I didn’t know how to actually make and sell that many bars of soap, and I didn’t feel passionate about the soap, so how was I going to sell it without that twinkle in my eye? I mean- it’s good soap, but not what gives me utmost joy and pleasure. Choosing something I wasn’t ga-ga bananas over was the wrong choice as I tried to start my farmer career, it’s perfectly clear to me now. I didn’t want to make that much soap, on a scale that would provide me with a living. I loved my goats, loved milking them and I loved having a legal way I could use their milk to make something to sell (versus doing an illegal raw dairy.) The reason I didn’t get anywhere fast with my initial attempt was that I picked something I was not 100% truly passionate about. Because of this experience, “following your passion” is the beginning premise of my book for new farmers. What do you think about your farming endeavors? If you buy from farmers, do you ever find yourself wanting to buy and more from the ones who are the most genuinely passionate about their products?

9 thoughts on “it all starts with passion

  1. Great post, and great point you’re making. And it makes the soap I’m using in the shower right now doubly special 🙂

    So if goats were the big passion of the time, how else could you have derived an income stream from them besides soap? Maybe that was the right choice for that time, because you wouldn’t have known until you experienced it, how much you didn’t enjoy soapmaking at that level of production. It seems to me from this story that the real passion was to get to the point where you could live on farm income alone. I think that continues to be true, because how many goats do you have now? 🙂 And you did quit your off farm job!

    1. I’m glad you picked up on that, and I kind of struggled to write that I initially failed at what I am advising others to do! You are right, the actual passion was indeed to quit my day job. (Busted!!) I was flailing about back then, trying to figure out how to do that. I shouldn’t have deluded myself about goats being my passion (they were more of an obsession,) because the only way to really make a living with them would be to do a raw dairy, which was/is illegal in WI, or to run a pretty sizeable soap business. If I’d been honest with myself I would have realized I only needed one goat to make all the soap I’d need, but that didn’t work to serve my goat hoarding desire back in the day. I had much to learn!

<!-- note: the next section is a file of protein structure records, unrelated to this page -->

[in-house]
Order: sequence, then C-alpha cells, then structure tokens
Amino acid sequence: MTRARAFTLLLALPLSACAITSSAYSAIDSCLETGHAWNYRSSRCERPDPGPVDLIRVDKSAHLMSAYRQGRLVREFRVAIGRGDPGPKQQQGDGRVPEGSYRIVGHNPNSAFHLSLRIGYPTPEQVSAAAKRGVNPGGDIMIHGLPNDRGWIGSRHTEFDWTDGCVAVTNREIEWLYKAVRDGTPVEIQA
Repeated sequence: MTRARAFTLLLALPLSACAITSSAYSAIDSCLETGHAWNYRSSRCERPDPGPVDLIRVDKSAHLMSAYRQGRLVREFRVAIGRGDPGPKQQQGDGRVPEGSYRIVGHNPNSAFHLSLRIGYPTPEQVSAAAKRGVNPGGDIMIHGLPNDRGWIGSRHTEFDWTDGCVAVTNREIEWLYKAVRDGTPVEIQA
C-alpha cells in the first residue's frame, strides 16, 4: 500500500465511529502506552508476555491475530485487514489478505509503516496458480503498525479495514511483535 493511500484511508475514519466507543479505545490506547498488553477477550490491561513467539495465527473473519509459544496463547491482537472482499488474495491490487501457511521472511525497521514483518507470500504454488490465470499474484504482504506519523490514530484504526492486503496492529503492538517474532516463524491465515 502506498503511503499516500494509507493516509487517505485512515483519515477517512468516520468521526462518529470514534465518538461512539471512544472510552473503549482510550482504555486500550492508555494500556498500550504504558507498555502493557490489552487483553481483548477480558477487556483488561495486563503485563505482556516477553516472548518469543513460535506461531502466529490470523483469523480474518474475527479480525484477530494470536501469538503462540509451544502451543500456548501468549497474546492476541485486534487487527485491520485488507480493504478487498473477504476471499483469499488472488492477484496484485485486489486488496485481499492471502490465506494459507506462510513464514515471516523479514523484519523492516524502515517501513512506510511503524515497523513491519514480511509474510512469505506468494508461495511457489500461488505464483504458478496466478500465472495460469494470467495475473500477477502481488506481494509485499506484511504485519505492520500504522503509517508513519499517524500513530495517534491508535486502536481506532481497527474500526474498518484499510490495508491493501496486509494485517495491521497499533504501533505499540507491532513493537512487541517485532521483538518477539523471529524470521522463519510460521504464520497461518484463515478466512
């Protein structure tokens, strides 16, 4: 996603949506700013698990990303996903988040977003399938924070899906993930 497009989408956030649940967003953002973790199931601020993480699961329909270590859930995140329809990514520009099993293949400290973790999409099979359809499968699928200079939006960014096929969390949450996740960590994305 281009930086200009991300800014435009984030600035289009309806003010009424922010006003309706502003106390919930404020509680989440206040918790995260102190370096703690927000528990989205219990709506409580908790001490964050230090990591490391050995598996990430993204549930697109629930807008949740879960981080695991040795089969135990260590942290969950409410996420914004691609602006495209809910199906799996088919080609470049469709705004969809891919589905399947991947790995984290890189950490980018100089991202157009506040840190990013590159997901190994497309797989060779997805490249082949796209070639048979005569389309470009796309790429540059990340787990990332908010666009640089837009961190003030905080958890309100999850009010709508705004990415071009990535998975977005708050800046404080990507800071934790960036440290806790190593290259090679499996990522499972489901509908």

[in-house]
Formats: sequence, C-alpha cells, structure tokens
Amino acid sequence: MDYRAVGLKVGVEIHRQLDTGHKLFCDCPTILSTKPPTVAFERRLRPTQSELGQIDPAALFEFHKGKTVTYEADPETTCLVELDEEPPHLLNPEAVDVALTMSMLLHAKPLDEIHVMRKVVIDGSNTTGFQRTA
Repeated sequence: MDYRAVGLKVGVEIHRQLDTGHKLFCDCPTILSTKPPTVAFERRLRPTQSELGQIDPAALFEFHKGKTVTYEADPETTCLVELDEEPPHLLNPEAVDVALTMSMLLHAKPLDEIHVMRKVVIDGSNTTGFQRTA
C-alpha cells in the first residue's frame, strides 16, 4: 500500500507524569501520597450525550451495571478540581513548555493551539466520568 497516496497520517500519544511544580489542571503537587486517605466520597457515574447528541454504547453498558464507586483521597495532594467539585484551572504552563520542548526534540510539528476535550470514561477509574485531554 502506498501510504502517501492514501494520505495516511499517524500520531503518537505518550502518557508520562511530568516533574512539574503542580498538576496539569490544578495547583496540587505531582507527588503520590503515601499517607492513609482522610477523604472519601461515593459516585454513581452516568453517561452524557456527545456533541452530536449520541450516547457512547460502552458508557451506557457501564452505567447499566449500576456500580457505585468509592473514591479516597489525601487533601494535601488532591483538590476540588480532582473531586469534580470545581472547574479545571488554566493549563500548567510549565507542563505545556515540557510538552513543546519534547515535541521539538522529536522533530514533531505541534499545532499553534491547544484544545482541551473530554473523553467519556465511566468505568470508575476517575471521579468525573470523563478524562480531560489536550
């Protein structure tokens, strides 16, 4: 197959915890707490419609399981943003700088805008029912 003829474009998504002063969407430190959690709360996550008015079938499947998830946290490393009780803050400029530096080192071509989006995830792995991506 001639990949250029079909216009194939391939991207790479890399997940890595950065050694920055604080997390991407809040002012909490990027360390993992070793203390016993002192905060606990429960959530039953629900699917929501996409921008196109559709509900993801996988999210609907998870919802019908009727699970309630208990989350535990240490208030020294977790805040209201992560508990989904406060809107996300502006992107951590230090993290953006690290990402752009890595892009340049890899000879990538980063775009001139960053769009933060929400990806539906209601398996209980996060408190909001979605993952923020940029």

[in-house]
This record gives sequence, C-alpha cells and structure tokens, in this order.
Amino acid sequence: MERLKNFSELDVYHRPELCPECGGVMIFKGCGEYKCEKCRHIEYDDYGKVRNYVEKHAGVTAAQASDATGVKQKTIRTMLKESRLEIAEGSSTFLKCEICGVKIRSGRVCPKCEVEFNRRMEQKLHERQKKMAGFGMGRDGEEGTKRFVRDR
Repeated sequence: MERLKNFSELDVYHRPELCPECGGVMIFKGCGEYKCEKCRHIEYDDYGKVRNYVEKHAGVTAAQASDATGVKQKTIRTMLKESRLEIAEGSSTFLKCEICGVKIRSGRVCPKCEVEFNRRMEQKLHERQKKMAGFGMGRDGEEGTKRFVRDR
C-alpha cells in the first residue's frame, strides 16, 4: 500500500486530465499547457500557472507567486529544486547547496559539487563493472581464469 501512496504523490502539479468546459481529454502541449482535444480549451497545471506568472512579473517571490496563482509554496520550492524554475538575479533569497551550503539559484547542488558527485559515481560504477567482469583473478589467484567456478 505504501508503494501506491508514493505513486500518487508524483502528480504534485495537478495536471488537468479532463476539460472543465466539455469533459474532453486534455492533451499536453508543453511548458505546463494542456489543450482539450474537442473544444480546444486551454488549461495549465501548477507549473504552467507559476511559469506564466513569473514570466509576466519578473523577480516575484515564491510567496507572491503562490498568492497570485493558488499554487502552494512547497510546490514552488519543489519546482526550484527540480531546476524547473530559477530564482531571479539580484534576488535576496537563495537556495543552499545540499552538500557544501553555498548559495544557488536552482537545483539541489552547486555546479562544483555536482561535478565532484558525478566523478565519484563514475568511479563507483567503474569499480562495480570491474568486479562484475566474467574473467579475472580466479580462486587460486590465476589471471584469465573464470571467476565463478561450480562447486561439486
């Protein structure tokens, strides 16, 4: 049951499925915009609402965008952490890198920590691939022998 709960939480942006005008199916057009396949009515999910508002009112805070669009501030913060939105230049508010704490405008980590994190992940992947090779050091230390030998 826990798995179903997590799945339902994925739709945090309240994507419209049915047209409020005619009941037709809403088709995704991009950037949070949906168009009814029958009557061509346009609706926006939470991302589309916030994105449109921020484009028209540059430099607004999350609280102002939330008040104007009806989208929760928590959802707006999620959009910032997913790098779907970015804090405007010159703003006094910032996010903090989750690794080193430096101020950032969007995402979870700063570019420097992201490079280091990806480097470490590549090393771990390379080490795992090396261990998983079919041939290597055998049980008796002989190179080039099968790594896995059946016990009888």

2. Greetings from NW Oregon. I am so glad you found me so I could find you! Love your blog and looking forward to digging into your farm archives from the beginning.
    Remember… Life is a journey and that journey will take many twists and turns along the way. What fits now may not fit 3 years from now. There are no failures, only learning opportunities.
    Enjoy the journey, it is the best!!!

    1. thank you! Wise advice that I need to remind myself of here and there. I can be hard on myself when I can so clearly see what I did wrong in the past. Live and learn, but also enjoy it! Thank you!

  3. What a beautiful recollection.. and memory of how it used to be! I remember that milk stand!! 🙂 Khaiti.. I believe that whatever you decide to do, people will support you. You know this, eh? You could even start selling raw Highland cattle poo and people would start shipping it across the country– BECAUSE of your passionate mentality, your love for authenticity, your drive for helping others. People like you, sacrificial and humble, sassy and confident, are the ones who are going to change the world. (YES I SAID IT! Haha) Thanks for your continual donation of hard work and sacrifice.. you are an incredible example of who I want to be! xox

  4. There is a lot in this post to think about. Even if you are 100% passionate your product there may be a little time spent getting up to speed.

    What interests me most is the mention of your New Farmer Book. I enjoy your writing style and can’t wait to read it. We have been at it for a few years too but I still have everything to learn. Your recent comments on my blog have caused me to reevaluate positions I have taken in the recent past. Your book will certainly do the same. Can’t wait.

  5. Wow, thank you SO much, this made me smile after just having spent 3 hours working on it.Time for a break, and what a nice thing to read! I really appreciate your writing style, perspective and knowledge sharing!